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Spectrum Auction Controversies Revived

Scott J. Ferrell/CQ Roll Call File Photo
Walden said the FCC’s suggestion to set aside unlicensed spectrum in “guard bands” — the spaces in between licensed spectrum designed to reduce interference — could compromise the auction’s revenue potential.

“Nowhere in the act does it require the FCC to auction guard bands,” Eshoo said. “Attempts to rewrite the law through the rulemaking process should be rejected by the commission and will only serve to delay the release of new spectrum.”

FCC Chairman Julius Genachowski and Democratic commissioner Mignon Clyburn agreed that unlicensed spectrum should be prioritized, while Republican commissioners Robert McDowell and Ajit Pai echoed the concerns raised by Walden and other GOP lawmakers that money could be left on the table if too much spectrum is set aside for unlicensed use.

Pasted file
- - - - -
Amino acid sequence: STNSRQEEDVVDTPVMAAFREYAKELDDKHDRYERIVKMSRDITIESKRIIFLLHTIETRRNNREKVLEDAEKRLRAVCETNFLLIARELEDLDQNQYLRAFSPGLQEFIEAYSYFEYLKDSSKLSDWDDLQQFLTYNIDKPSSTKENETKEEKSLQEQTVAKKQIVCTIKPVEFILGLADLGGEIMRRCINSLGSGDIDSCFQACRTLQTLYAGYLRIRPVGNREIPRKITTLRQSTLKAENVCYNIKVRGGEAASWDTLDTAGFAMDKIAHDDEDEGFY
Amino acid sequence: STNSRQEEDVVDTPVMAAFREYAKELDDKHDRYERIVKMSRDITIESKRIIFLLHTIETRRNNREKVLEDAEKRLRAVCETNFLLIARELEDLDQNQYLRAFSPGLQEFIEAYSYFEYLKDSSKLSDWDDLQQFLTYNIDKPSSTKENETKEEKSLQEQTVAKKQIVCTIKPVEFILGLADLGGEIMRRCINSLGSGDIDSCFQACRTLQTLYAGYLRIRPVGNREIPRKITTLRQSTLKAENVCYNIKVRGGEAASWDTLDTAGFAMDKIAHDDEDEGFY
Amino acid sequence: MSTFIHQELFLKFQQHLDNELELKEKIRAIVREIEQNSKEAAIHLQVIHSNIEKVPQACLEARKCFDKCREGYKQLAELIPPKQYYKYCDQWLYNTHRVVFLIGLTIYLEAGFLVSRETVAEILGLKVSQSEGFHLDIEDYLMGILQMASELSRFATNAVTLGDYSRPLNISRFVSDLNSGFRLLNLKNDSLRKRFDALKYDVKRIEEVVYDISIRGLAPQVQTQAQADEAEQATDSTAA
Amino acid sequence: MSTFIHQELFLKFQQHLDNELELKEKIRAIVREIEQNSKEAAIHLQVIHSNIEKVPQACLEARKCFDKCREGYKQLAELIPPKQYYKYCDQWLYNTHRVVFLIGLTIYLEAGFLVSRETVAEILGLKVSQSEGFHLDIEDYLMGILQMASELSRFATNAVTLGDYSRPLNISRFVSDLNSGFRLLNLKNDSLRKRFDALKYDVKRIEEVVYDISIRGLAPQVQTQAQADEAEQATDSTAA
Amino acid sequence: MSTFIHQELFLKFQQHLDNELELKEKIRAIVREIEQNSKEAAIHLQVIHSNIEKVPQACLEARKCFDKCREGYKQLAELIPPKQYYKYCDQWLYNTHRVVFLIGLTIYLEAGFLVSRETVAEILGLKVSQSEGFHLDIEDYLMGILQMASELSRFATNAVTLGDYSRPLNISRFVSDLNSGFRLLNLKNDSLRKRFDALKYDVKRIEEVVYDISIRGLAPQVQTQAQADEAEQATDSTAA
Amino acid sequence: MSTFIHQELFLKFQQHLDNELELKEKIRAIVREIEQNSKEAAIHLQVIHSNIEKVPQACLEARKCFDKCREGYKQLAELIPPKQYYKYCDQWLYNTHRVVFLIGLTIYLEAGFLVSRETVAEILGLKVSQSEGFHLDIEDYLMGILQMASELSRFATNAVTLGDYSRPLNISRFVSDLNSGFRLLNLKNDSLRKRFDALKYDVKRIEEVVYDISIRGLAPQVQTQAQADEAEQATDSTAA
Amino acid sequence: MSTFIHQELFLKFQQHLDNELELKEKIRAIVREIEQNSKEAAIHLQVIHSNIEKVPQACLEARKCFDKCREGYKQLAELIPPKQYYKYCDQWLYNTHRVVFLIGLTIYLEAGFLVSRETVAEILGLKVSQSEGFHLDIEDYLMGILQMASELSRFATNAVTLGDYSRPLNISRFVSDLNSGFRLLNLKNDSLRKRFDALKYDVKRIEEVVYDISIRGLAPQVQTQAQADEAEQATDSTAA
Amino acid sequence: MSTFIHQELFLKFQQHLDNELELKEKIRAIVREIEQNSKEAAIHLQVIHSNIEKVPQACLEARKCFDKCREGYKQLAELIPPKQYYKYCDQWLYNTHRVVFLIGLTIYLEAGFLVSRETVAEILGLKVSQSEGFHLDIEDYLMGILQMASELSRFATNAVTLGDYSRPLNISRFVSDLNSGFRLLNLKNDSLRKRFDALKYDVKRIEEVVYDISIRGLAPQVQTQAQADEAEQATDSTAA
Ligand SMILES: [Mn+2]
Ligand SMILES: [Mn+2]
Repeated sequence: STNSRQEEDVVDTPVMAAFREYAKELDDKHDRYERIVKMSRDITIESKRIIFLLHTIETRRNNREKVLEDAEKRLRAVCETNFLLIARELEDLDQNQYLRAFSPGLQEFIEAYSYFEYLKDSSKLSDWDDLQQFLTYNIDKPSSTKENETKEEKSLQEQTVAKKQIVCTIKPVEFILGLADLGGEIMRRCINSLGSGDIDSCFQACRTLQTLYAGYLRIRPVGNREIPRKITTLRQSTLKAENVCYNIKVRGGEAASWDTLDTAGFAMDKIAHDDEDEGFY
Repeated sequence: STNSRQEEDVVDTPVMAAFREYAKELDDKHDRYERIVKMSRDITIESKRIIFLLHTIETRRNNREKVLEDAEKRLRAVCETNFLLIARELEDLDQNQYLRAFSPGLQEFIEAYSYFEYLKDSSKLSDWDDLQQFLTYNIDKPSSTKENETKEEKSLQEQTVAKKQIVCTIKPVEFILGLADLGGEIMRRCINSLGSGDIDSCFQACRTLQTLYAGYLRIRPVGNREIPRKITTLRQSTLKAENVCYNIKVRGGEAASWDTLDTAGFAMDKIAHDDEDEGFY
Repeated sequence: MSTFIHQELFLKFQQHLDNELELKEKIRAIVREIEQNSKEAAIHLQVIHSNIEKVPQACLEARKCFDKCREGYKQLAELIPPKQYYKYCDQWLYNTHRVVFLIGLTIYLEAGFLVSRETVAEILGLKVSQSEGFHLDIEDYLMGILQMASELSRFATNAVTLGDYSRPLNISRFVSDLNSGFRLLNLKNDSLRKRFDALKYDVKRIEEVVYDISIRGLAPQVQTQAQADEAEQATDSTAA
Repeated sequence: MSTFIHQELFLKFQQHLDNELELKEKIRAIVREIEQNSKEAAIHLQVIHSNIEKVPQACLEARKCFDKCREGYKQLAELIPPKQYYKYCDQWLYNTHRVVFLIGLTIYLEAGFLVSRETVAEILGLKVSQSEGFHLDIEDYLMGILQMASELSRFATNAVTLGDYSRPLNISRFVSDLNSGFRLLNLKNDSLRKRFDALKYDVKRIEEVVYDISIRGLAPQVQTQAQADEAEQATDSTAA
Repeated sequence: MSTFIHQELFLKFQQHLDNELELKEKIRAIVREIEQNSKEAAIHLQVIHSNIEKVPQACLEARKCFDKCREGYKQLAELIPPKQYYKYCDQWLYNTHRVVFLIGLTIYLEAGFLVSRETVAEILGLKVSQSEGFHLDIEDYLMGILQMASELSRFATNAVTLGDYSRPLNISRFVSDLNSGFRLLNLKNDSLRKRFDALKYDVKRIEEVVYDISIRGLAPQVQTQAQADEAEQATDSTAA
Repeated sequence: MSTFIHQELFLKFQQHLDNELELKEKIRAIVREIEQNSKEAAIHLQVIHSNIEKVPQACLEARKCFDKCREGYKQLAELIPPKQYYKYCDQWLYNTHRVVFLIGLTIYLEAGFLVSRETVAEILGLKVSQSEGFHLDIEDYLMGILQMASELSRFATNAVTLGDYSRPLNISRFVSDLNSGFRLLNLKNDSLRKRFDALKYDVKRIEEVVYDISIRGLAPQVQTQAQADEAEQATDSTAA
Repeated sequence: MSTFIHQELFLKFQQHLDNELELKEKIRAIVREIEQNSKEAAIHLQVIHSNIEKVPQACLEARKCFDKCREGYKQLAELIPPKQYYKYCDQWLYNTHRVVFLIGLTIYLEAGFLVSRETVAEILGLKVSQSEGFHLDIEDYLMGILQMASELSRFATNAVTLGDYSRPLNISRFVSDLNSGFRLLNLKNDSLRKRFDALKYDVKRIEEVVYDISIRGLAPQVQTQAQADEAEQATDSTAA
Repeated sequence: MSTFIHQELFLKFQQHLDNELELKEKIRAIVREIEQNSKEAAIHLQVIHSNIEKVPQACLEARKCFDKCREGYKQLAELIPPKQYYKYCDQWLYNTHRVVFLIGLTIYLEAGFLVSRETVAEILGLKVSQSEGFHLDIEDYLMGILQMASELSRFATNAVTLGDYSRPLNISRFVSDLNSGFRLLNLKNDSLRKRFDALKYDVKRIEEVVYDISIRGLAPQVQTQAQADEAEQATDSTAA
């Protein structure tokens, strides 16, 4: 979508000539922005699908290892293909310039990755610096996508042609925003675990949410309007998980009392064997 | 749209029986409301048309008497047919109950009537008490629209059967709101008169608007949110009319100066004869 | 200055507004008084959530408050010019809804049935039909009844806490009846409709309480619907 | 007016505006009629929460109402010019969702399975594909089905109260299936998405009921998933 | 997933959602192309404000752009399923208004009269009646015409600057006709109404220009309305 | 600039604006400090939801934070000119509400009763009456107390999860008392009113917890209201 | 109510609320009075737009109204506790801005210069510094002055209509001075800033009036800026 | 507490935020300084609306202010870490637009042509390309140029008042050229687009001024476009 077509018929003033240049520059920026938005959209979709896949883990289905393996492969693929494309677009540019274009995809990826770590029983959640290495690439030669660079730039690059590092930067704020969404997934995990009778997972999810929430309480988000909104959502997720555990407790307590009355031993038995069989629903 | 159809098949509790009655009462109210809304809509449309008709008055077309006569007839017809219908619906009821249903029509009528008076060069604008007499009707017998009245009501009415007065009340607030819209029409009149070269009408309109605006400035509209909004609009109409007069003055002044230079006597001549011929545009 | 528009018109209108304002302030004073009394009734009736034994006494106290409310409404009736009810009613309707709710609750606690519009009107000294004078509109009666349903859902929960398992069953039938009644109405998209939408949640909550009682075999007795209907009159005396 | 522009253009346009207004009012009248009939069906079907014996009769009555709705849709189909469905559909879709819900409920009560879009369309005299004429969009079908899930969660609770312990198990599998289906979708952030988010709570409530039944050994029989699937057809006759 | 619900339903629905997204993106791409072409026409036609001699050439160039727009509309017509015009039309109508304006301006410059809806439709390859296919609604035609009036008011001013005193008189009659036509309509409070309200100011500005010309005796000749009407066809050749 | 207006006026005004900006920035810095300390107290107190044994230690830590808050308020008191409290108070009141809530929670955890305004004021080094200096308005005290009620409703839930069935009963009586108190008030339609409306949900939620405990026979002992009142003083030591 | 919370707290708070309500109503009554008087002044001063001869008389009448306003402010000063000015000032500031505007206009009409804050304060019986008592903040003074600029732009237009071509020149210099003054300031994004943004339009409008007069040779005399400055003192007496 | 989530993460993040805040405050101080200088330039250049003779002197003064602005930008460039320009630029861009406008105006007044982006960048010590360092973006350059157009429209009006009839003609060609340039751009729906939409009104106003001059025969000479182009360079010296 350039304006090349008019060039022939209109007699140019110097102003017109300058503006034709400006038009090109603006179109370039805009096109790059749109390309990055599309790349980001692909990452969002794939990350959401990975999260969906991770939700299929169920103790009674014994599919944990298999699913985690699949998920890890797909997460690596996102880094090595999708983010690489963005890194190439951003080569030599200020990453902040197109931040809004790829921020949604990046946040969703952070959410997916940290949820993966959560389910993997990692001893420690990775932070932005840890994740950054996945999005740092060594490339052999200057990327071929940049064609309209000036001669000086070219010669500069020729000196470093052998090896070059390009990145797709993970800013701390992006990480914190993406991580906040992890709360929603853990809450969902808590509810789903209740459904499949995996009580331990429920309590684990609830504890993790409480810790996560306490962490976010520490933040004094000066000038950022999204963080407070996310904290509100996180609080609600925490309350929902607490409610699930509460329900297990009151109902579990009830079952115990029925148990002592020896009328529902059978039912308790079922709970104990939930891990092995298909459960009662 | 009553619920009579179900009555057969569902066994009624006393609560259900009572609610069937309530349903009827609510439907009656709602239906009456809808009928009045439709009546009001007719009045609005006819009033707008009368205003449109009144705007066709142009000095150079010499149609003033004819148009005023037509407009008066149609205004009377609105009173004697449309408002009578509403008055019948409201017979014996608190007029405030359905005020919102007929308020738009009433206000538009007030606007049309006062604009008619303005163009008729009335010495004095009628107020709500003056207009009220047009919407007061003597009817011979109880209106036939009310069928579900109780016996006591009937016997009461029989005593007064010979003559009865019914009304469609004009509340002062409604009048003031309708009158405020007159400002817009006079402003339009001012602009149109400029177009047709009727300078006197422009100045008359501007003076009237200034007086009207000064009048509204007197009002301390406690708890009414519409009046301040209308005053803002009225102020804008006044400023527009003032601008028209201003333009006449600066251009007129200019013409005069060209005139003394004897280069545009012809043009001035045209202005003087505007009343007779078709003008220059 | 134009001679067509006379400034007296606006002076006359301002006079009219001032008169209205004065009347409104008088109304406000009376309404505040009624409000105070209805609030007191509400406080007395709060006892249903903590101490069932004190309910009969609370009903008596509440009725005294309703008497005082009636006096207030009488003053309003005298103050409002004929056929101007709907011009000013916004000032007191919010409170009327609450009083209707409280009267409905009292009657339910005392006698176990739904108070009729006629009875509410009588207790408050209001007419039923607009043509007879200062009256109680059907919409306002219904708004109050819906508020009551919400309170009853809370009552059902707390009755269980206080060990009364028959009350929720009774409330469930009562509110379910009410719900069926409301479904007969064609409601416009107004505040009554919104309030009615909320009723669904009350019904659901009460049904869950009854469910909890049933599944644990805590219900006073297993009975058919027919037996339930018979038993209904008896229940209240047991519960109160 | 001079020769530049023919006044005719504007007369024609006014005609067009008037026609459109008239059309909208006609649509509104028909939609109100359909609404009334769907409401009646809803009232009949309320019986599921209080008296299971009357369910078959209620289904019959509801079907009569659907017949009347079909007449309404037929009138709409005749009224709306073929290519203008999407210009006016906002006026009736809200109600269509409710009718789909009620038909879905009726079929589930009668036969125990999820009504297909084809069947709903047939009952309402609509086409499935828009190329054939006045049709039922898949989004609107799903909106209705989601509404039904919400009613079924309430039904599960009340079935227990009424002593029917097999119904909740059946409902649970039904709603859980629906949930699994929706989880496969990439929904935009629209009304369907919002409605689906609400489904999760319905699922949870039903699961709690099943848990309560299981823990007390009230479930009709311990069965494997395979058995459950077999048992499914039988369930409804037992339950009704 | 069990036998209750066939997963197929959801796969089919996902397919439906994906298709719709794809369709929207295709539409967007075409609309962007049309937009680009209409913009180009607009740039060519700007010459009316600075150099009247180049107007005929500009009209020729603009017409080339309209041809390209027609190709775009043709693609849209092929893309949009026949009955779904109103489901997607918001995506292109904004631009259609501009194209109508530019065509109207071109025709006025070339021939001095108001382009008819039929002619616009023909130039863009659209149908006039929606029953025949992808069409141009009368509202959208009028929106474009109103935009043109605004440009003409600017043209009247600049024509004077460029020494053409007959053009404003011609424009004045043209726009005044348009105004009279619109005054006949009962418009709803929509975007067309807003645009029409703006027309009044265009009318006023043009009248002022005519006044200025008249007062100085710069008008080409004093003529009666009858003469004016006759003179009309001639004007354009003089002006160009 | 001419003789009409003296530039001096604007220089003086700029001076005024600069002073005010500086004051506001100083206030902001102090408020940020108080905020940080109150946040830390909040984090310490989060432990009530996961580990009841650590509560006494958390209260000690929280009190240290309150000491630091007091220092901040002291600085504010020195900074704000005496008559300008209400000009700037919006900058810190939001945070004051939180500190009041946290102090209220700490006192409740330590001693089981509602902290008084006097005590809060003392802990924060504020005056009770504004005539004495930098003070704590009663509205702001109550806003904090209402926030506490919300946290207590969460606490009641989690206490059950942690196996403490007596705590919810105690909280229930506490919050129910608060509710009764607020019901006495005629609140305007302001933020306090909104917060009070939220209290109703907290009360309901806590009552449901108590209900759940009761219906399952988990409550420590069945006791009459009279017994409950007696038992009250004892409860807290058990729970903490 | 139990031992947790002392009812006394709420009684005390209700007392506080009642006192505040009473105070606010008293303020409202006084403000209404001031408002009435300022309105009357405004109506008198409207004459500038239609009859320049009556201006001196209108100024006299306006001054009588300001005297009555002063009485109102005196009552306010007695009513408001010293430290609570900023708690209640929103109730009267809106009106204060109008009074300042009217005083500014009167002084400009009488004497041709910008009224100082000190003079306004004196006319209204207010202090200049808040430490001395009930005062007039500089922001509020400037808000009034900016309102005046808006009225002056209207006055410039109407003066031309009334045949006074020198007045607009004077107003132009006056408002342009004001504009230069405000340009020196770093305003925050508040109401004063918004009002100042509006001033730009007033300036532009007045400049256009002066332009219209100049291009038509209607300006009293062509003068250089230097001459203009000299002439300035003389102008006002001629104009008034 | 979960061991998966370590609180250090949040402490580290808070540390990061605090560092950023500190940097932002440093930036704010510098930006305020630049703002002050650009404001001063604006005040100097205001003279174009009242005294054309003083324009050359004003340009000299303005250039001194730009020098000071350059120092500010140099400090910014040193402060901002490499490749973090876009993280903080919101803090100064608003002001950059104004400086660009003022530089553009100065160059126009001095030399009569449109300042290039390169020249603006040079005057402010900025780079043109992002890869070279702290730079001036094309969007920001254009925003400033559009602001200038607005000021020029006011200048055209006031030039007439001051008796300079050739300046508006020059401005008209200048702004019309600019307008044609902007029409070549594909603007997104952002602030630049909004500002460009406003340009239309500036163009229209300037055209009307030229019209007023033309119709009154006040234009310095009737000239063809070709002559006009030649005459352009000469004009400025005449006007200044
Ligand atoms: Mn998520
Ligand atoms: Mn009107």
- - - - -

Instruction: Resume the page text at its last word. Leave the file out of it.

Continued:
Republican lawmakers also questioned the structure of the auction, saying elements of the FCC’s current proposal may prevent the government from maximizing revenue from spectrum sales.

They warned that the commission should not set caps that limit which broadband providers can purchase the spectrum sold back by broadcasters to the federal government. Such caps could prevent dominant wireless companies AT&T and Verizon from buying up as much spectrum as they would like, but caps could also reduce the number of bidders and the revenue generated in the auction.

Rep. Lee Terry, R-Neb., said current laws already protect consumers and encourage competition, adding, “Many commenters have argued there should be no spectrum cap.”

But Rep. Henry A. Waxman, D-Calif., ranking member on the full committee, said the FCC “must have the authority to write rules that aim to avoid the concentration of spectrum in the hands of just a small group of companies.”

He noted that both the issue of unlicensed spectrum and bidder eligibility were sticking points for Congress when lawmakers were writing the auction legislation.

“I am troubled by attempts by some to relitigate issues that were resolved earlier this year,” Waxman said. “After-the-fact spin that unfairly twists the language of the law deserves little weight.”

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